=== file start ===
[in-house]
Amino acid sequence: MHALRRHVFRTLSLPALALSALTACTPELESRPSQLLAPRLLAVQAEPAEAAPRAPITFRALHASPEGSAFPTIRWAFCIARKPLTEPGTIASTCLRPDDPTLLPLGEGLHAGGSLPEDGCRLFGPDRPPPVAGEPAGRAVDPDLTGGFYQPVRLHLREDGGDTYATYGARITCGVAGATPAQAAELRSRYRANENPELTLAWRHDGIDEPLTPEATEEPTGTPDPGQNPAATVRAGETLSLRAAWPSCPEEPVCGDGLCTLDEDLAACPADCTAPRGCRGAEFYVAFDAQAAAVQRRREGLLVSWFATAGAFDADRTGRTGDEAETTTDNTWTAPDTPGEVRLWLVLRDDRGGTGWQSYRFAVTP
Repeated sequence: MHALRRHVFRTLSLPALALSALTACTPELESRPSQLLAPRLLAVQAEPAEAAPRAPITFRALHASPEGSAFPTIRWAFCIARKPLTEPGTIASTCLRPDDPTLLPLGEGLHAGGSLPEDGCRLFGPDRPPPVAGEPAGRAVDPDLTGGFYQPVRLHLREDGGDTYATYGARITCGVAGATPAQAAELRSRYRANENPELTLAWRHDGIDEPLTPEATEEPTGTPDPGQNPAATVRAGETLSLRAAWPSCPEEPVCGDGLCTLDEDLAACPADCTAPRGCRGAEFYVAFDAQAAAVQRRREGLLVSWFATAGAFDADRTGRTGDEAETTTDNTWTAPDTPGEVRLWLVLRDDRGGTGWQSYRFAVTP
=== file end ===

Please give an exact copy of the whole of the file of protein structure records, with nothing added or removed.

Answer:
[in-house]
Amino acid sequence: MHALRRHVFRTLSLPALALSALTACTPELESRPSQLLAPRLLAVQAEPAEAAPRAPITFRALHASPEGSAFPTIRWAFCIARKPLTEPGTIASTCLRPDDPTLLPLGEGLHAGGSLPEDGCRLFGPDRPPPVAGEPAGRAVDPDLTGGFYQPVRLHLREDGGDTYATYGARITCGVAGATPAQAAELRSRYRANENPELTLAWRHDGIDEPLTPEATEEPTGTPDPGQNPAATVRAGETLSLRAAWPSCPEEPVCGDGLCTLDEDLAACPADCTAPRGCRGAEFYVAFDAQAAAVQRRREGLLVSWFATAGAFDADRTGRTGDEAETTTDNTWTAPDTPGEVRLWLVLRDDRGGTGWQSYRFAVTP
Repeated sequence: MHALRRHVFRTLSLPALALSALTACTPELESRPSQLLAPRLLAVQAEPAEAAPRAPITFRALHASPEGSAFPTIRWAFCIARKPLTEPGTIASTCLRPDDPTLLPLGEGLHAGGSLPEDGCRLFGPDRPPPVAGEPAGRAVDPDLTGGFYQPVRLHLREDGGDTYATYGARITCGVAGATPAQAAELRSRYRANENPELTLAWRHDGIDEPLTPEATEEPTGTPDPGQNPAATVRAGETLSLRAAWPSCPEEPVCGDGLCTLDEDLAACPADCTAPRGCRGAEFYVAFDAQAAAVQRRREGLLVSWFATAGAFDADRTGRTGDEAETTTDNTWTAPDTPGEVRLWLVLRDDRGGTGWQSYRFAVTP